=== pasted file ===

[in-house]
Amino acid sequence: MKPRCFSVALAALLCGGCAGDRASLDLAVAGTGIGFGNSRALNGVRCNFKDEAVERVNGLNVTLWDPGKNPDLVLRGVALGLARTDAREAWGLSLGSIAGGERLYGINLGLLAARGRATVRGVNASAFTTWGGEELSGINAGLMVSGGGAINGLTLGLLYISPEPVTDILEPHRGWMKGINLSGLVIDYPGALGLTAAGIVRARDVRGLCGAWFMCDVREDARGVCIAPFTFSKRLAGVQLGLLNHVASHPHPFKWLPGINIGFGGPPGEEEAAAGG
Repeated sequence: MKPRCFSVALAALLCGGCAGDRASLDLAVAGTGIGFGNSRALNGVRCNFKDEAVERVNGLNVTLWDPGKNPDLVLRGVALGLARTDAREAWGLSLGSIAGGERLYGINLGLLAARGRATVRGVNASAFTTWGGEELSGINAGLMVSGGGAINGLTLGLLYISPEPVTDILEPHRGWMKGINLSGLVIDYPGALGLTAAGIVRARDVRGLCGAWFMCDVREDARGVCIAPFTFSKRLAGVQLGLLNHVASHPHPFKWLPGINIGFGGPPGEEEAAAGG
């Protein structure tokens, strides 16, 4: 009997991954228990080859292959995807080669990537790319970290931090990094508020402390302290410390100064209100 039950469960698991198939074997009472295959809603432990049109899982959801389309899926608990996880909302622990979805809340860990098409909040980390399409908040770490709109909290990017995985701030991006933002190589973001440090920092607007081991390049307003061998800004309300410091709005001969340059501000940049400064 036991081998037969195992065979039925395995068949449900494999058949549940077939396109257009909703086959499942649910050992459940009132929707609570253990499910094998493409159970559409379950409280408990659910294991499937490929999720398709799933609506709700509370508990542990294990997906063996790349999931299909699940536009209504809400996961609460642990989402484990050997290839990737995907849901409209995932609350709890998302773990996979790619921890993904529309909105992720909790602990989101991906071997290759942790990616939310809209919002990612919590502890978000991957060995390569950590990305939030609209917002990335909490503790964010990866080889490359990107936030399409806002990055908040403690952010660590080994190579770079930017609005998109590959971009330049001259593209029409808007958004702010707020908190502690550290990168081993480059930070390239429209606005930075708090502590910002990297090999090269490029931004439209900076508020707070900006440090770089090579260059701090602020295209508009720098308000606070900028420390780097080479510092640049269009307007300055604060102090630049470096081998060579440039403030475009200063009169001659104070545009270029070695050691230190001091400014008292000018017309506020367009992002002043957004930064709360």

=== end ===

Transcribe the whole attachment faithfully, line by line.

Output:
[in-house]
Amino acid sequence: MKPRCFSVALAALLCGGCAGDRASLDLAVAGTGIGFGNSRALNGVRCNFKDEAVERVNGLNVTLWDPGKNPDLVLRGVALGLARTDAREAWGLSLGSIAGGERLYGINLGLLAARGRATVRGVNASAFTTWGGEELSGINAGLMVSGGGAINGLTLGLLYISPEPVTDILEPHRGWMKGINLSGLVIDYPGALGLTAAGIVRARDVRGLCGAWFMCDVREDARGVCIAPFTFSKRLAGVQLGLLNHVASHPHPFKWLPGINIGFGGPPGEEEAAAGG
Repeated sequence: MKPRCFSVALAALLCGGCAGDRASLDLAVAGTGIGFGNSRALNGVRCNFKDEAVERVNGLNVTLWDPGKNPDLVLRGVALGLARTDAREAWGLSLGSIAGGERLYGINLGLLAARGRATVRGVNASAFTTWGGEELSGINAGLMVSGGGAINGLTLGLLYISPEPVTDILEPHRGWMKGINLSGLVIDYPGALGLTAAGIVRARDVRGLCGAWFMCDVREDARGVCIAPFTFSKRLAGVQLGLLNHVASHPHPFKWLPGINIGFGGPPGEEEAAAGG
């Protein structure tokens, strides 16, 4: 009997991954228990080859292959995807080669990537790319970290931090990094508020402390302290410390100064209100 039950469960698991198939074997009472295959809603432990049109899982959801389309899926608990996880909302622990979805809340860990098409909040980390399409908040770490709109909290990017995985701030991006933002190589973001440090920092607007081991390049307003061998800004309300410091709005001969340059501000940049400064 036991081998037969195992065979039925395995068949449900494999058949549940077939396109257009909703086959499942649910050992459940009132929707609570253990499910094998493409159970559409379950409280408990659910294991499937490929999720398709799933609506709700509370508990542990294990997906063996790349999931299909699940536009209504809400996961609460642990989402484990050997290839990737995907849901409209995932609350709890998302773990996979790619921890993904529309909105992720909790602990989101991906071997290759942790990616939310809209919002990612919590502890978000991957060995390569950590990305939030609209917002990335909490503790964010990866080889490359990107936030399409806002990055908040403690952010660590080994190579770079930017609005998109590959971009330049001259593209029409808007958004702010707020908190502690550290990168081993480059930070390239429209606005930075708090502590910002990297090999090269490029931004439209900076508020707070900006440090770089090579260059701090602020295209508009720098308000606070900028420390780097080479510092640049269009307007300055604060102090630049470096081998060579440039403030475009200063009169001659104070545009270029070695050691230190001091400014008292000018017309506020367009992002002043957004930064709360």